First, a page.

Madhya Pradesh’s decision comes on the heels of Prime Minister making a pitch for shifting the to the period during the NITI Aayog’s governing council meet in the national capital on April 23.

The central government had constituted a high-level committee under former Chief Economic Advisor Shanker Acharya to examine “desirability and feasibility” of having a new The report hasn’t been made public yet.

India has been following the existing cycle since 1867, mainly to align it with that of Britain.

A NITI Aayog concept paper written by its member Bibek Debroy also favoured changing the cycle. Such a change would require amendments to various statues and tax laws during the transition period.

Meanwhile, top officials told Business Standard that the change in the Union government’s from April-March to January- December would happen gradually with the next Union Budget date being advanced by a month. The officials said an ideal situation would be one in which state governments also make the change, so that they are suitably aligned with the Centre’s proposed move.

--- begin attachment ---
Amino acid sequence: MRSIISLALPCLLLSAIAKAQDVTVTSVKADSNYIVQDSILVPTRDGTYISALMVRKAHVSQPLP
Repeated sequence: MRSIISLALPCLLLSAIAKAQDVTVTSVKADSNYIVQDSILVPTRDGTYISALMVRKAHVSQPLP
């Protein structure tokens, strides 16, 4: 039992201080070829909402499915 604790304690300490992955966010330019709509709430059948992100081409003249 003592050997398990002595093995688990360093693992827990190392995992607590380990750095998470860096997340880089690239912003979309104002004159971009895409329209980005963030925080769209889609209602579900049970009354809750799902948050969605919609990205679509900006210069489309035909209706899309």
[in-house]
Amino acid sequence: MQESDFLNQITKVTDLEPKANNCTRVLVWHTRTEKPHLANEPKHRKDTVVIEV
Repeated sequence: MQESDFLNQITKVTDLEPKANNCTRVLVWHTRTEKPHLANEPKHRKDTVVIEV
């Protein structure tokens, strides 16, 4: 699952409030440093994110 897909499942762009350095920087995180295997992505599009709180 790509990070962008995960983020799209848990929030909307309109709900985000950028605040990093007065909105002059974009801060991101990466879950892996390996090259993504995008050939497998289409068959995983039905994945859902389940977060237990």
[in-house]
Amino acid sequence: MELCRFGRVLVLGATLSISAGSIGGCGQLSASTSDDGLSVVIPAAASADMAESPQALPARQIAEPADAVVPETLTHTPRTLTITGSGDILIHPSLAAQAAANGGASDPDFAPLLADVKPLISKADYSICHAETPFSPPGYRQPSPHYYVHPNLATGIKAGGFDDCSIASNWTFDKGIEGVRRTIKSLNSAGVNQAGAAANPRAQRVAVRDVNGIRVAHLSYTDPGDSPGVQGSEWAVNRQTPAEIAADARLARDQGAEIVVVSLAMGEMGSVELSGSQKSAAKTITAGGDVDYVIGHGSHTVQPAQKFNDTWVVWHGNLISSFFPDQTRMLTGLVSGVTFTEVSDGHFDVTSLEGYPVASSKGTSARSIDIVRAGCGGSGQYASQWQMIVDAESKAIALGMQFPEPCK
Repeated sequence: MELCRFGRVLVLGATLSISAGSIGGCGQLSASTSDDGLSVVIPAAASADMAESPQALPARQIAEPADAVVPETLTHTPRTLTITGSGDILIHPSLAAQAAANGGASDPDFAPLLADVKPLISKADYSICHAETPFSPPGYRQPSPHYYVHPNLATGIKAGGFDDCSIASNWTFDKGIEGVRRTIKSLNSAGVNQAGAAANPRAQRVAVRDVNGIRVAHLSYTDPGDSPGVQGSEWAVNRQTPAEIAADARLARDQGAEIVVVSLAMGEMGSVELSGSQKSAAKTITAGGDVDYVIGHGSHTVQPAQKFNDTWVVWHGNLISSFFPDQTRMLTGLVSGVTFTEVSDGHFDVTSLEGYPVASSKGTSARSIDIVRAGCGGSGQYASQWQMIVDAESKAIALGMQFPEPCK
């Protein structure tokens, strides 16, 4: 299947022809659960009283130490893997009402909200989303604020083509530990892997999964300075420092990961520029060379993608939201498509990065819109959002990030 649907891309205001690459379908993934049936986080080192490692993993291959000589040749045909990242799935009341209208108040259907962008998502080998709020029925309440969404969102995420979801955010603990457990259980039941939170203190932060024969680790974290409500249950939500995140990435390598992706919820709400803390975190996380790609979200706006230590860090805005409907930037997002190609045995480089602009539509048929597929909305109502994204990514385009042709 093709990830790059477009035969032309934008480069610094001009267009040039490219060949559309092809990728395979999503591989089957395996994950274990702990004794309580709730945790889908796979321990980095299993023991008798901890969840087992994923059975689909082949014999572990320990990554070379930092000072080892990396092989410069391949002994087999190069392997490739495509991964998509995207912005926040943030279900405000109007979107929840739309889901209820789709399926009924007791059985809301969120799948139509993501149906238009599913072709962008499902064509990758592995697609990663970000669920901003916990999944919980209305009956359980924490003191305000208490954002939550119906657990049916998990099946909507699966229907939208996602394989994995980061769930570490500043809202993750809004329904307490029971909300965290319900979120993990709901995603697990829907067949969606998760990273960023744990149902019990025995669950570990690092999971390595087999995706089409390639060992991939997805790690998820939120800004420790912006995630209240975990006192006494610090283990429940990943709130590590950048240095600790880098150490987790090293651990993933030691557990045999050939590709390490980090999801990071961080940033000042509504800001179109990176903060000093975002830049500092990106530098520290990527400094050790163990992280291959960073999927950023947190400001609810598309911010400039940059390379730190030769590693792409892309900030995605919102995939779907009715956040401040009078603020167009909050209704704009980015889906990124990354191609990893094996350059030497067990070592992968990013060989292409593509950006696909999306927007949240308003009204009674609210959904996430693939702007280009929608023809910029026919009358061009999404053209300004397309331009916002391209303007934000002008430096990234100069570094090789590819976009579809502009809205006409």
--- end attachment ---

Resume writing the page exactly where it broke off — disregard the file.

BJP Rajya Sabha member Vinay Sahasrabuddhe, who also heads the party’s good governance cell that advises the BJP- ruled states, welcomed the decision as deliverance from the colonial hangover on India’s administration. 

“The first jolt to this was by the Atal Bihari Vajpayee government when it shifted the time of budget presentation from 5pm in the evening to 11am,” Sahasrabuddhe said.